Basic helix–loop–helix transcription factor NEUROG1 and schizophrenia: Effects on illness susceptibility, MRI brain morphometry and cognitive abilities☆

2008 Schizophrenia Research  
Transcription factors, including the basic helix-loop-helix (bHLH) family, regulate numerous genes and play vital roles in controlling gene expression. Consequently, transcription factor mutations can lead to phenotypic pleiotropy, and may be a candidate mechanism underlying the complex genetics and heterogeneous phenotype of schizophrenia. Neurogenin1 (NEUROG1; a.k.a. Ngn1 or Neurod3), a bHLH transcription factor encoded on a known schizophrenia linkage region in 5q31.1, induces glutamatergic
more » ... nd suppresses GABAergic neuronal differentiation during embryonic neurodevelopment. The goal of this study is to investigate NEUROG1 effects on schizophrenia risk and on phenotypic features of schizophrenia. We tested 392 patients with schizophrenia or schizoaffective disorder and 226 healthy normal volunteers for association with NEUROG1. Major alleles on two NEUROG1-associated SNPs (rs2344484-C-allele and rs8192558-G-allele) were significantly more prevalent among patients (p<or=.0018). Approximately 80% of the sample also underwent high-resolution, multi-spectral magnetic resonance brain imaging and standardized neuropsychological assessment. There were significant rs2344484 genotype main effects on total cerebral gray matter (GM) and temporal GM volumes (p<or=.05). C-allele-carrier patients and healthy volunteers had smaller total cerebral GM and temporal GM volumes than their respective T-homozygous counterparts. rs2344484-C-allele was further associated with generalized cognitive deficits among schizophrenia patients but not in healthy volunteers. Our findings replicate previous association between NEUROG1 and schizophrenia. More importantly, this is the first study to examine brain morphological and neurocognitive correlates of NEUROG1. rs2344484-C-allele may affect NEUROG1's role in transcription regulation such that brain morphology and cognitive abilities are altered resulting in increased susceptibility to develop schizophrenia.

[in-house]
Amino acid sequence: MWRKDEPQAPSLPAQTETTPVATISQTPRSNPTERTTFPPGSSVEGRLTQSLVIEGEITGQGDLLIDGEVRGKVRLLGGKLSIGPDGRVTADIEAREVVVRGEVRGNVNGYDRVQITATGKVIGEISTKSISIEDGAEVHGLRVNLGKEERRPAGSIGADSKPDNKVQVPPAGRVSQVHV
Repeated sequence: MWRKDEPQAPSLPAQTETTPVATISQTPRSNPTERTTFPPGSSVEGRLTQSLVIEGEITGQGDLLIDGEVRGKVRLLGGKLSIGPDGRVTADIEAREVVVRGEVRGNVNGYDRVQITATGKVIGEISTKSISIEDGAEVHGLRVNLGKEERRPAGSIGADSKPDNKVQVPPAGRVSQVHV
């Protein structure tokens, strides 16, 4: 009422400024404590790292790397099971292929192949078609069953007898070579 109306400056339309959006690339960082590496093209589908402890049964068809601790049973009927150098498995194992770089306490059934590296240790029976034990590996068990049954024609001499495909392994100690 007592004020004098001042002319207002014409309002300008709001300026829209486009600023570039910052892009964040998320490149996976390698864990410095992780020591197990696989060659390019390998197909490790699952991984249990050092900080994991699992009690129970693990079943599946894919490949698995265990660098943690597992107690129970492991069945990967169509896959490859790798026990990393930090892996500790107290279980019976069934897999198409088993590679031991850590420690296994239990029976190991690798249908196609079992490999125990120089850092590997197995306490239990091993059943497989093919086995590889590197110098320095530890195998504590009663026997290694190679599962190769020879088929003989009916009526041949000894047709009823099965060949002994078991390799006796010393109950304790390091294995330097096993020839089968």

doi:10.1016/j.schres.2008.08.009 pmid:18799289 pmcid:PMC2597152 fatcat:gwqswxl7k5ambgxey5v3evvsbe